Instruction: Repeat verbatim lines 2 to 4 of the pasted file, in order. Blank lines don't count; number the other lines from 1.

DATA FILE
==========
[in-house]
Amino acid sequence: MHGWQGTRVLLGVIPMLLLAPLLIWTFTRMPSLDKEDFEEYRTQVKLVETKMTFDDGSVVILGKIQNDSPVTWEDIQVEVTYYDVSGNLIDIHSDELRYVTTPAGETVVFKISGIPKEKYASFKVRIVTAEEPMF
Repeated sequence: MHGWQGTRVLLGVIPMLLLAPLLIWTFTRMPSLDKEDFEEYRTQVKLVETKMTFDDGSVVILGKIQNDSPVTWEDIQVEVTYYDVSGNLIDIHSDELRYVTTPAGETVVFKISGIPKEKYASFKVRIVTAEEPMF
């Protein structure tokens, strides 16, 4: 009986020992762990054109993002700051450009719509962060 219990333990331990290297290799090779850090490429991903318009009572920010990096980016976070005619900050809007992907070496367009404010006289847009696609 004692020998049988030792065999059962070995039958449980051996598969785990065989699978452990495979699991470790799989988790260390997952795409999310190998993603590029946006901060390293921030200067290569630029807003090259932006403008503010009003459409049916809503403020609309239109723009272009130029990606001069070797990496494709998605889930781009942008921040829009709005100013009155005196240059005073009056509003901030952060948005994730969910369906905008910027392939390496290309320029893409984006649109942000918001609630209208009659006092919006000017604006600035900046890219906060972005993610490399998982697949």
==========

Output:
Amino acid sequence: MHGWQGTRVLLGVIPMLLLAPLLIWTFTRMPSLDKEDFEEYRTQVKLVETKMTFDDGSVVILGKIQNDSPVTWEDIQVEVTYYDVSGNLIDIHSDELRYVTTPAGETVVFKISGIPKEKYASFKVRIVTAEEPMF
Repeated sequence: MHGWQGTRVLLGVIPMLLLAPLLIWTFTRMPSLDKEDFEEYRTQVKLVETKMTFDDGSVVILGKIQNDSPVTWEDIQVEVTYYDVSGNLIDIHSDELRYVTTPAGETVVFKISGIPKEKYASFKVRIVTAEEPMF
């Protein structure tokens, strides 16, 4: 009986020992762990054109993002700051450009719509962060 219990333990331990290297290799090779850090490429991903318009009572920010990096980016976070005619900050809007992907070496367009404010006289847009696609 004692020998049988030792065999059962070995039958449980051996598969785990065989699978452990495979699991470790799989988790260390997952795409999310190998993603590029946006901060390293921030200067290569630029807003090259932006403008503010009003459409049916809503403020609309239109723009272009130029990606001069070797990496494709998605889930781009942008921040829009709005100013009155005196240059005073009056509003901030952060948005994730969910369906905008910027392939390496290309320029893409984006649109942000918001609630209208009659006092919006000017604006600035900046890219906060972005993610490399998982697949």